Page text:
3

I was recently terminated and my health insurance stopped working. I got the cobra option, but I didn't sign up to it yet as I have 60 days to do so.

My question is: Can I go to the doctor in this period? What health insurance do I present them?

Edit: The doctor already knows me and billed my now-canceled insurance in the past

4

Step 1: get the paperwork that you should have been given when you left the company. That should include information on who to contact with your old employer, or the old insurance company. They also may have included information beyond what is required by federal law. This additional information could be a FAQ or a series of scenarios. They should also send additional paperwork several weeks after you leave the company.

Step 2: contact the company contact or the insurance company, and ask them about your situation. You want to know if in the case of a small medical procedure what you should do. What about if there is a large procedure? You don't need the stress of getting a insurance card rejected in an emergency room.

Step 3: understand the deadlines for signing up. One deadline is related to being able to claim continuous coverage, another may be for signing up for COBRA. Also get the exact day that coverage ended. Some employers/insurers end coverage on the last day you work, others extend it to the last day of the month. In other cases it can extend even longer if they are covering you as part of a Reduction in force.

Step 4: contact your medical provider. For many medical bills the amount of out-of-pocket the insured pays is greatly reduced by the negotiated discount and the amount covered by the insurance policy. You will have to contact the medical provider to know the size of the bill if you don't have coverage.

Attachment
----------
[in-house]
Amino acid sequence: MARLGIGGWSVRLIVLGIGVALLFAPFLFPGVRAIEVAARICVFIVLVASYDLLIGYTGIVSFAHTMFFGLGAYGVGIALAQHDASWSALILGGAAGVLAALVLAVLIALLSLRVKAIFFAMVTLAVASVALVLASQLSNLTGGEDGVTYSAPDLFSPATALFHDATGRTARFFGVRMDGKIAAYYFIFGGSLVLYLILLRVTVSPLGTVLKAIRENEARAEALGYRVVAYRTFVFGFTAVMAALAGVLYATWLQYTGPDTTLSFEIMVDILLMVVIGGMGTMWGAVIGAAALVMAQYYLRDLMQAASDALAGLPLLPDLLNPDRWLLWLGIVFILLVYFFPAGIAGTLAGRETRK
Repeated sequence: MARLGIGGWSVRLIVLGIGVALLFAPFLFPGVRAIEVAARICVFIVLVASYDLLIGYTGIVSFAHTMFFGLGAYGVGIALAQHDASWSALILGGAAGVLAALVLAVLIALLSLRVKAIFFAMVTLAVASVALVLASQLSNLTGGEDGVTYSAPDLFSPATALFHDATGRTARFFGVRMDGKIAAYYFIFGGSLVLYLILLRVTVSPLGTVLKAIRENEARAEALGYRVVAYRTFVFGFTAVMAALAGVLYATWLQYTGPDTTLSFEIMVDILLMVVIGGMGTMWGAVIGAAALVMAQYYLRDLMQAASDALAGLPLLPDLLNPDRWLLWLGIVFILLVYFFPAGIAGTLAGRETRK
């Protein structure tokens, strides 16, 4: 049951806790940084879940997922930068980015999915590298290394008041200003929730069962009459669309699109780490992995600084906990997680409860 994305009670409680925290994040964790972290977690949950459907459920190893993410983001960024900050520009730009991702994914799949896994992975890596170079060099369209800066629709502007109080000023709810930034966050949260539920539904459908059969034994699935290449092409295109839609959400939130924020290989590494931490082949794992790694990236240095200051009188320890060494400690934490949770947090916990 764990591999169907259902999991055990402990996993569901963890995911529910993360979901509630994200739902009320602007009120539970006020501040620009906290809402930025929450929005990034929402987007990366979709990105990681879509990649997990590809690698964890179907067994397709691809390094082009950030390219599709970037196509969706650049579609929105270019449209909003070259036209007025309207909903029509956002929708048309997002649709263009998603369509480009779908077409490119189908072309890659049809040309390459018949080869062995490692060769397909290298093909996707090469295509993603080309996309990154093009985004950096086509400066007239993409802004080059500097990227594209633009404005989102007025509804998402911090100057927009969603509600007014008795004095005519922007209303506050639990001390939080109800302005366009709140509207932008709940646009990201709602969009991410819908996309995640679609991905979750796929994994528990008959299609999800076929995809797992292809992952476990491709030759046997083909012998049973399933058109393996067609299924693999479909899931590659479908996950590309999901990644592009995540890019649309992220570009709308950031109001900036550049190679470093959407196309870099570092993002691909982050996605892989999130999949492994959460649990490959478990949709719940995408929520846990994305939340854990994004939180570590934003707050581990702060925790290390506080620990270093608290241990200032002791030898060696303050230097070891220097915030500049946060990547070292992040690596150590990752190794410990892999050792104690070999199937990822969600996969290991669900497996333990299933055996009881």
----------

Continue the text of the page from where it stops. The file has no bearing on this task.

You will be trying to understand what you are allowed to do during this limbo period. The general guidance we give on this site, is that the retroactive nature of the COBRA decision makes it useful when the gap in coverage is short. By the time you have to decide many have already bridged the gap.

I looked for information from the federal government though they didn't discuss what to do during the limbo period:

Q18: How do I file a COBRA claim for benefits?

Health plan rules must explain how to obtain benefits and must include written procedures for processing claims. You should submit a claim for benefits in accordance with these rules. Claims procedures must be described in the Summary Plan Description. Contact the plan administrator for more information on filing a claim for benefits.

You may be faced with having to pay the whole bill now, and then if that is your only bill during the gap, then deciding if COBRA make sense for you. If you do decide to select COBRA coverage then you would file for reimbursement after paying the premium.

| improve this answer | |
2

You asked two questions,

My question is: Can I go to the doctor in this period? What health insurance do I present them?

You can certainly go to the doctor whenever you want, insurance or not. Regarding your second question - if you were currently covered via COBRA, you would present that plan information. If you're not currently covered, you present no insurance and you are responsible for the costs out of pocket. Essentially, either you're insured, and you should present that insurance - or you're not insured, and you should present no insurance.

You did not list any specific timeframes in your post, but COBRA can be elected retroactively, up until a certain number of days after your coverage ended. If you're still within this period, and you've incurred medical expenses that the plan would cover, you can retroactively sign up, pay all the premiums, and then submit the claims to your plan (via the same process you normally would have). If you've paid out of pocket, you'd submit the claims yourself. If you haven't yet paid, you can ask your provider to submit the claims per their usual process.

| improve this answer | |

Your Answer

By clicking “Post Your Answer”, you agree to our terms of service, privacy policy and cookie policy

Not the answer you're looking for? Browse other questions tagged or ask your own question.